The Basset Hound is a breed of dog in the hound family.
Their sense of smell and ability to ground-scent is second only to the Bloodhound.
Short-legged and heavy-boned, the basset hound has long, pendulous ears and a short coat. It is usually bicolours or tricolours of standard hound colouration which is black, tan, and white.
The Basset Hound is from 28 to 38 centimeters (11 to 15 inches) tall and weighs from 20 to 34 kilograms (45 to 75 pounds).
The average lifespan for a Basset Hound is about 10 to 12 years.
The name “basset” is derived from the French word bas, meaning ‘low’, with the attenuating suffix –et — together meaning ‘rather low’.
The earliest-known depictions of short-legged hunting dogs are engravings from the Middle Kingdom of Egypt. Mummified remains of short-legged dogs from that period have been uncovered in the Dog Catacombs of Saqqara, Egypt.
Scent Hounds were used for hunting in both Ancient Greece and Ancient Rome.
The basset type originated in France, and is descended from the 6th century hounds belonging to St Hubert of Belgium, which through breeding at the Benedictine Abbey of St. Hubert eventually became what is known as the St Hubert’s Hound around 1000 AD.
It is believed that the Basset type originated as a mutation in the litters of Norman Staghounds, a descendant of the St Hubert’s Hound.
Basset-type hounds became popular during the reign of Emperor Napoleon III.
The controlled breeding of the short haired basset began in France in the year 1870.
French basset hounds were being imported into England at least as early as the 1870s. While some of these dogs were certainly Basset Artésien Normands, by the 1880s linebreeding had thrown back to a different heavier type.
Everett Millais, who is considered to be the father of the modern Basset Hound, bred one such dog, Nicholas, to a Bloodhound bitch named Inoculation through artificial insemination in order to create a heavier basset in England in the 1890s. The litter was delivered by caesarean section, and the surviving pups were refined with French and English bassets.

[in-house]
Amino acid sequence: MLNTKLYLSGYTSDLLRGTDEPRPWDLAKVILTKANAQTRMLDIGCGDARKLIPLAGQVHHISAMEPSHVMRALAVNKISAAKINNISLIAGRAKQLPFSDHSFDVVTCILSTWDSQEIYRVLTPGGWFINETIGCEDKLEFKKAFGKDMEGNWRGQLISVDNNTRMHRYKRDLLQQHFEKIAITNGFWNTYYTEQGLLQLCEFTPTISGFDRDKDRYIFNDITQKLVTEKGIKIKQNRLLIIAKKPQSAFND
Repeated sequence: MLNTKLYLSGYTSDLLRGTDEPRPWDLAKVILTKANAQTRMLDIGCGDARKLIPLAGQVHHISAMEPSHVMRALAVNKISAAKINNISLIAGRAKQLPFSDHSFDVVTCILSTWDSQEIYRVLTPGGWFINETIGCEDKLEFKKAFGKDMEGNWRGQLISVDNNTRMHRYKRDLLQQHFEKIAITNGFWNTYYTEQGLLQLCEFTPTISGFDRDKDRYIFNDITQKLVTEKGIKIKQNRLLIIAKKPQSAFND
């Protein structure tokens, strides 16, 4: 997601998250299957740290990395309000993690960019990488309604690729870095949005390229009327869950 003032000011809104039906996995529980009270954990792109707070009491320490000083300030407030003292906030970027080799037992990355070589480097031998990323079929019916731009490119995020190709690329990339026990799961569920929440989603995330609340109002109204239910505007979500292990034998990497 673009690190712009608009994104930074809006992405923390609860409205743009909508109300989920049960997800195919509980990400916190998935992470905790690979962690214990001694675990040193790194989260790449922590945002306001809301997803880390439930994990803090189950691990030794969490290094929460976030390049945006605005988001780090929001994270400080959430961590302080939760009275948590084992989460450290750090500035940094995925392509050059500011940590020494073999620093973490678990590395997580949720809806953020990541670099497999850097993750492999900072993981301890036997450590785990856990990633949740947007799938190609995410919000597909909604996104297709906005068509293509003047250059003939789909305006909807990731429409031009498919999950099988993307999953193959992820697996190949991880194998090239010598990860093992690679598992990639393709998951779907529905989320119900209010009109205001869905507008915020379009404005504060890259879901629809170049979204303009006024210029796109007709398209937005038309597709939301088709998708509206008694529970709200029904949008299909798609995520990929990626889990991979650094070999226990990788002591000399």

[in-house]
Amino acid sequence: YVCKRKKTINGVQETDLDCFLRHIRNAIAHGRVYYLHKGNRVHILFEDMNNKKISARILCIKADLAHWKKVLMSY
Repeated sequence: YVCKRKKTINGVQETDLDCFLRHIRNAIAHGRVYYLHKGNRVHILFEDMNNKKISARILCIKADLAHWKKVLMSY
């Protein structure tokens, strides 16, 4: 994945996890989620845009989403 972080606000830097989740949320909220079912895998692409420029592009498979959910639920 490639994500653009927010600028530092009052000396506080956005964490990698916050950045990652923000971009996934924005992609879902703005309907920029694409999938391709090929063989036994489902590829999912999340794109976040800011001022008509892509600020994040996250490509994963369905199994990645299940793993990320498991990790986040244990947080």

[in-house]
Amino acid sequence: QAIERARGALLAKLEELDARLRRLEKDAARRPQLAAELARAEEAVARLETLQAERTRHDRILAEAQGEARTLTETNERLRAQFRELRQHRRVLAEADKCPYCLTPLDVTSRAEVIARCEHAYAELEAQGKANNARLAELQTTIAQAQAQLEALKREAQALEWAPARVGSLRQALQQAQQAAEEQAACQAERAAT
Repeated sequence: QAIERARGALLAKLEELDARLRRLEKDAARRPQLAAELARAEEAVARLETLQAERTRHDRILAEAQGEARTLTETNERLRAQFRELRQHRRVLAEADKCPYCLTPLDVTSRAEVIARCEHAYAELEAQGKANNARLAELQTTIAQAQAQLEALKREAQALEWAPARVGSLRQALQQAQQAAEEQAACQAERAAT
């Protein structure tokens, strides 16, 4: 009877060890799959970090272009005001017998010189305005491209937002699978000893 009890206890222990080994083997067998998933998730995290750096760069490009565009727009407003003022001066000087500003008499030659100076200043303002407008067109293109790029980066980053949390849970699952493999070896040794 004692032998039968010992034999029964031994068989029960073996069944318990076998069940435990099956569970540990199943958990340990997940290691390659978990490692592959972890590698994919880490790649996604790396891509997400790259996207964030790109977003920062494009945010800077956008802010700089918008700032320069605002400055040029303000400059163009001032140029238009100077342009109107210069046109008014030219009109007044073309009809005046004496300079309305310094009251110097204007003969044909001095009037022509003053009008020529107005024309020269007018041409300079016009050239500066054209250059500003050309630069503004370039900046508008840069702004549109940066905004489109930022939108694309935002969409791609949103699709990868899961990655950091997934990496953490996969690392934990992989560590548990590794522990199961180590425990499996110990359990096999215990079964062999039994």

The first breed standard for what is now known as the Basset Hound was made in Great Britain at the end of 19th century. This standard was updated in 2010.
Basset Hounds are friendly, outgoing, and playful dogs. They are also widely known for being stubborn.
They make great pets, especially for families with children, even though they are a bit hard to train.
Because of its gentle, non-confrontational nature, the Basset can be used for hunting in packs or alone.
They are extremely vocal and famously devoted to tracking.
This is a breed that requires exercise on a regular basis due to their ability to gain weight and be on the rather “lazy side.” In fact, it is a necessary requirement, other than not being able to let the dog off the leash under any circumstances while they are being walked-the Basset will never respond to you while on a dead run after a scent or chasing something that runs. Walking them around the block just is not enough.
On February 27, 1928, Time magazine featured a basset hound on the front cover. The accompanying story was about the 52nd annual Westminster Kennel Club Dog Show at Madison Square Garden as if observed by the basset hound puppy.
Marquis de Lafayette brought Basset Hounds, to the United States as a gift to President George Washington to use in his hunting expeditions.
Basset Hounds are one of six recognised “basset”-type breeds in France.